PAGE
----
Trond Myklebust led a discussion on day one of the 2012 Kernel Summit on how
to improve the kernel maintainer model. He started with a comment from
Thomas Gleixner that for 21 years the kernel development community has
focused on scaling Linus, but has been rather slower in scaling the
subsystem maintainer role. By this time, Linux is no longer a hobbyist
project, and after 21 years it's probably time to focus more on scaling the
Trond noted that the kernel maintainer role is a mishmash that includes
software architect, developer, reviewer, patch monkey, and software
maintainer. In the context of a corporate project, these roles are
typically held by multiple people. Trond noted that the maintainer role is
to some extent already informally split, since we have reviewers, bug
fixers, developers, and so on. However, he was interested to know whether
it makes sense to give maintainers greater freedom to (formally) split out
some of these roles, and if so, he requested that there should be a
mechanism for formally recognizing this in the community (for example, via
suitable annotation in the MAINTAINERS file).
One of the participants asked: what barriers keep somebody from taking on some of a maintainer's work? In response, Ted Ts'o indicated that there is no simple answer to that question, noting that kernel developers tend to set a higher bar for people with whom they have no history, whereas they set a lower bar (in terms of the kinds of changes that they permit) for people who have demonstrated a longer-term commitment to the code. "It's a human nature thing."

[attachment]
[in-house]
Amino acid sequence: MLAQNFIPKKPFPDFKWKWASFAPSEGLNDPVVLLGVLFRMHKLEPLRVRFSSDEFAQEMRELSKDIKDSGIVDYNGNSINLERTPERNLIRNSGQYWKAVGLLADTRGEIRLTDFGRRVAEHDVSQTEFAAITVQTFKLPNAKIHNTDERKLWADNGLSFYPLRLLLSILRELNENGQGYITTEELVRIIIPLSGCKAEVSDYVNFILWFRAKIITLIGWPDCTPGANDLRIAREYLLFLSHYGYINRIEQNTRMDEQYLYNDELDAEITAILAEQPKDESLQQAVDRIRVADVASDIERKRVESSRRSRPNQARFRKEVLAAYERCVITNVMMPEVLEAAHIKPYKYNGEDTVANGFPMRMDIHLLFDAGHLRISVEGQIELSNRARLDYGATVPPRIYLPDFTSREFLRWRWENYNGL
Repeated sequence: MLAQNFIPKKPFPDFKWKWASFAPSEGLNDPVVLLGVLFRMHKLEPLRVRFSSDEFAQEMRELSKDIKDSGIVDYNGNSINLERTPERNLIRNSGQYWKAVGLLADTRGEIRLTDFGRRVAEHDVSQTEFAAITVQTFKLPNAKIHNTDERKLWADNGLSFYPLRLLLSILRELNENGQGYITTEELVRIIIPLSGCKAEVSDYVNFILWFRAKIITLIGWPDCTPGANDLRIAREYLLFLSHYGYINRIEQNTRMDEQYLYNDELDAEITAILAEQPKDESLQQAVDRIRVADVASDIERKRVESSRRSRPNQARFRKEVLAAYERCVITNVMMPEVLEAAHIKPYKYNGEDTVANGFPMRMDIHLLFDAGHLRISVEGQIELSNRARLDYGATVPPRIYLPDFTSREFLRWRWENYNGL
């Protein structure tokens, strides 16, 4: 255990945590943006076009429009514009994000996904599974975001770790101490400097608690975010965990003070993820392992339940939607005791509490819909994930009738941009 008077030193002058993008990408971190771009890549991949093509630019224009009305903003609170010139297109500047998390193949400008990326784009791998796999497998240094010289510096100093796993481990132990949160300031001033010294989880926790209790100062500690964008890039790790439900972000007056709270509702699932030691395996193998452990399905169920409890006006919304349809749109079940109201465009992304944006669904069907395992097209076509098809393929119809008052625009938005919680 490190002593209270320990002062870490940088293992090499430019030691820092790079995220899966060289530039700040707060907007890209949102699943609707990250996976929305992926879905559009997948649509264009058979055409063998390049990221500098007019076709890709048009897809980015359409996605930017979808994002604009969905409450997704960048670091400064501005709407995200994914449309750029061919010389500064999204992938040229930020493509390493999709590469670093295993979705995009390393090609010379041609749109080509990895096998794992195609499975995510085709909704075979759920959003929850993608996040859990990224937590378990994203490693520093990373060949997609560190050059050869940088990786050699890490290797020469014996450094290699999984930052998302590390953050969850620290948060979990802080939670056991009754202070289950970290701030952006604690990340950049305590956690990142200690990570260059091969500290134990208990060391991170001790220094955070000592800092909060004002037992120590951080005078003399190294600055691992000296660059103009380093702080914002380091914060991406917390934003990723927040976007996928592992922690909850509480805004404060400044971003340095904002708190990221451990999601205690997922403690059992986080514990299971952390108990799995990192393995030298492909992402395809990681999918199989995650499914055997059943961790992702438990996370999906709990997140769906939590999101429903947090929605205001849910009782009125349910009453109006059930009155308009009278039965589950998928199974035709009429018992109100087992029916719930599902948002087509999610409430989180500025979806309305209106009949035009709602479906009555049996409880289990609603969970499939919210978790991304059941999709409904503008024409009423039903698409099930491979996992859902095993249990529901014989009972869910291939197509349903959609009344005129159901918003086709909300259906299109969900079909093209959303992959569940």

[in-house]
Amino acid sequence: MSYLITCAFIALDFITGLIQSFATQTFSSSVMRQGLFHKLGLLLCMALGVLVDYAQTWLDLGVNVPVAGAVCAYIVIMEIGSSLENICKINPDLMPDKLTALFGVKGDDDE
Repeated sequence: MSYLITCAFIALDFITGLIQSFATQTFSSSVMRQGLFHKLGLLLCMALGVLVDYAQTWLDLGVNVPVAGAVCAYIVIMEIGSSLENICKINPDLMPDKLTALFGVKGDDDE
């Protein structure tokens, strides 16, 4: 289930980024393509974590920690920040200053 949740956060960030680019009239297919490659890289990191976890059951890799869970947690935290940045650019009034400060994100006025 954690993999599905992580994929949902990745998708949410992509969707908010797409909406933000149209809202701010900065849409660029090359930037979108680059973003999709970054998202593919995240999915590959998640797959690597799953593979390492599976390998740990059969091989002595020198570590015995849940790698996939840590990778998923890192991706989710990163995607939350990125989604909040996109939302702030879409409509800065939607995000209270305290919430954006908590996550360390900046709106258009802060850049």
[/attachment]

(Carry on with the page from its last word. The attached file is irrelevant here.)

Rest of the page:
The conversation meandered over various topics. Along the way, Paul
Gortmaker noted that the Documentation/SubmittingDrivers file
could do with an update to align with current practices. Dave Jones noted
that, likewise, REPORTING-BUGS could do with an update. In amongst
the other discussion Linus noted that code that needs to go into two
subsystems should be placed in a tree of its own that both subsystems can
pull from, since the alternative (placing the code in one of the trees)
create confusion when dealing with patches.
The discussion did not reach any definite conclusions about the
maintainer role. However, it's clear that several maintainers are
conscious that just as there was a need to improve Linus's scalability
several years ago, the ever-increasing scale of the Linux kernel project
means that now the subsystem-maintainer role could do with some scalability
improvements of its own.
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